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Oxygen, Smoking Cause Explosion

By Staff | Dec 7, 2011

New Martinsville firefighters responded to a report of an explosion at 410 Maple Avenue, Apt #2 on Saturday evening. Firefighters were notified of the explosion at 9:15 p.m. and arrived on the scene at 9:21 p.m. to find that a 70-year-old male victim had been burned and was in serious need of medical attention.

According to the report being filed by the New Martinsville Fire Department, the male victim was on constant medical oxygen in his home, furthermore the victim had a heavy beard and mustache. These components apparently served as a catalyst to the incident that resulted in the victim’s medical oxygen saturating his facial hair and when he attempted to light some smoking materials an explosion occurred on his face.

“Although we are uncertain at this time as to the extent of the victim’s burns, we do know that his facial hair was singed, along with the hair on his head and in his nose,” said Larry Couch, NMVFD fire chief. “It is likely the man, who was already suffering a respiratory condition, may have further compromised his condition with possible burns to his respiratory tract.”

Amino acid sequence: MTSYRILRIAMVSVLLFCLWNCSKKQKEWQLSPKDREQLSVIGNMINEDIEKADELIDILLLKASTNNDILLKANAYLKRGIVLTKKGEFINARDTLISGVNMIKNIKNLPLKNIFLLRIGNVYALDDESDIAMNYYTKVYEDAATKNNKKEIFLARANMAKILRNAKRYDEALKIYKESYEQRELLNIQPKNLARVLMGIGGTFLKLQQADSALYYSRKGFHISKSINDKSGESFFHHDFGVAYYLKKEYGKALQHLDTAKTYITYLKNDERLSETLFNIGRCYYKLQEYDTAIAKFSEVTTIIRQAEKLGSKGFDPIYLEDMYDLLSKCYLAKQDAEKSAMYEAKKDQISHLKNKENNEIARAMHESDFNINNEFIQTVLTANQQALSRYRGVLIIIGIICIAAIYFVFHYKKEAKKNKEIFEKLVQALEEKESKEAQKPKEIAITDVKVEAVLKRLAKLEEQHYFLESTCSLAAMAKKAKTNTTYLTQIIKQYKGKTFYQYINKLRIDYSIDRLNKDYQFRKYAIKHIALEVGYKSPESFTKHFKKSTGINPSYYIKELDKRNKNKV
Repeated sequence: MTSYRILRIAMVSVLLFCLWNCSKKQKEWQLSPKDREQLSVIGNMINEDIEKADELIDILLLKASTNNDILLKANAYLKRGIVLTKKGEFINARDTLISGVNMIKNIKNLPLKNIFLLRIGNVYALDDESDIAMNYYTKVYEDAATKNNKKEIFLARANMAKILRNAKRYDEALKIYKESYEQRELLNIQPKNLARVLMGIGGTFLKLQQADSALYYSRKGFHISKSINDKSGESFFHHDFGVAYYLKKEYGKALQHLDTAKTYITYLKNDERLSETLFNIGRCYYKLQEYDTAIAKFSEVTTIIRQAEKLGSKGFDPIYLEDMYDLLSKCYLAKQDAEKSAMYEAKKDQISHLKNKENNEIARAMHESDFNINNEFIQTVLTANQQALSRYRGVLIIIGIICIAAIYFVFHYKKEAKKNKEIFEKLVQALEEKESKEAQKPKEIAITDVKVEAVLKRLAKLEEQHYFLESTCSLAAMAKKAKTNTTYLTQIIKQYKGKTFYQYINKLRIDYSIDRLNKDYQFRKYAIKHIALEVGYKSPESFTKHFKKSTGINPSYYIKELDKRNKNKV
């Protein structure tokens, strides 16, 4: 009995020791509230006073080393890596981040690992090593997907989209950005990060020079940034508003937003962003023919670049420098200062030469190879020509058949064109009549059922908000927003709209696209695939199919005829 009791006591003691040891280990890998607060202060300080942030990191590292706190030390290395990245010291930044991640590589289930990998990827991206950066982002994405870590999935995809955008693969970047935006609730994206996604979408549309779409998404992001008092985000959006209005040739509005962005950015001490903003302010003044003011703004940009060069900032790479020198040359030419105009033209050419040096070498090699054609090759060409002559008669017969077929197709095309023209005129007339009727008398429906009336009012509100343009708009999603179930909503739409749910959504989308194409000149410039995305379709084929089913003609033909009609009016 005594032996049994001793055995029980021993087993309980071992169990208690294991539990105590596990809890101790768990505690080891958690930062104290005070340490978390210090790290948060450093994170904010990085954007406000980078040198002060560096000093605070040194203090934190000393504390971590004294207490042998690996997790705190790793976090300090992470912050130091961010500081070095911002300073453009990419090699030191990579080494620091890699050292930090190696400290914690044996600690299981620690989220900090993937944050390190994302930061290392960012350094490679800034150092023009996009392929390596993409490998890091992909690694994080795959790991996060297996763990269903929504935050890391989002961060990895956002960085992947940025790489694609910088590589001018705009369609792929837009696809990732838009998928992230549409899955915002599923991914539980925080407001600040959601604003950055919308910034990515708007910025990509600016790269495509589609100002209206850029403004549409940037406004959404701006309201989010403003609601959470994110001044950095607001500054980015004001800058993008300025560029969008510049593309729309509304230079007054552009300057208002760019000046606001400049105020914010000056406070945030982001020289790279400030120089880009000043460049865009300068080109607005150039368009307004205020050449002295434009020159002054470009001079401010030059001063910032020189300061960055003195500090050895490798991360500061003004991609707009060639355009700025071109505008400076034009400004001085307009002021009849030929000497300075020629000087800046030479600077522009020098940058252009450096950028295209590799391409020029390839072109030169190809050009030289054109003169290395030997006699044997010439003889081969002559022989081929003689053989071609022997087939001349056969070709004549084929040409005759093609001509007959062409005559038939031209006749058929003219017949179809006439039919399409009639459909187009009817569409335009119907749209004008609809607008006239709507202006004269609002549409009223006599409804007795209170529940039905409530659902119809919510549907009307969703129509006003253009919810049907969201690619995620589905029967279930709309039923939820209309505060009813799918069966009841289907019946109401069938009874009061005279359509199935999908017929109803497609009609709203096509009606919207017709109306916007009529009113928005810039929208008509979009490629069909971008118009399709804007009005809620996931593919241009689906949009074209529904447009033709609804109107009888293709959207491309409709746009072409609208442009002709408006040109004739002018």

The male victim was transported to Wetzel County Hospital by Wetzel County EMS and was later flown from there to the West Penn Burn Center in Pittsburgh, Pa. His condition is unknown.

“This is the second such incident like this that we have had in a year,” Couch said. “We had an incident on Wetzel Street where a medical patient on home oxygen and confined to her bed attempted to light her smoking materials and a “flash fire” occurred on her bedding.

“We often encounter these medical patients who are calling for emergency medical care and when you arrive at their homes, they are on oxygen and smoking. They simply ignore all the warnings and it sometimes leads to injuries and even death as a result of the oxygen saturated ignitable materials around them,” Couch said. “We encourage all medical patients, their care givers, and family members to heed the warnings; develop a clear understanding about the dangers of the use of medical home oxygen.”

Anyone with questions can contact their oxygen provider or find additional information at the US Fire Administration or US Volunteer Fire Council Web sites.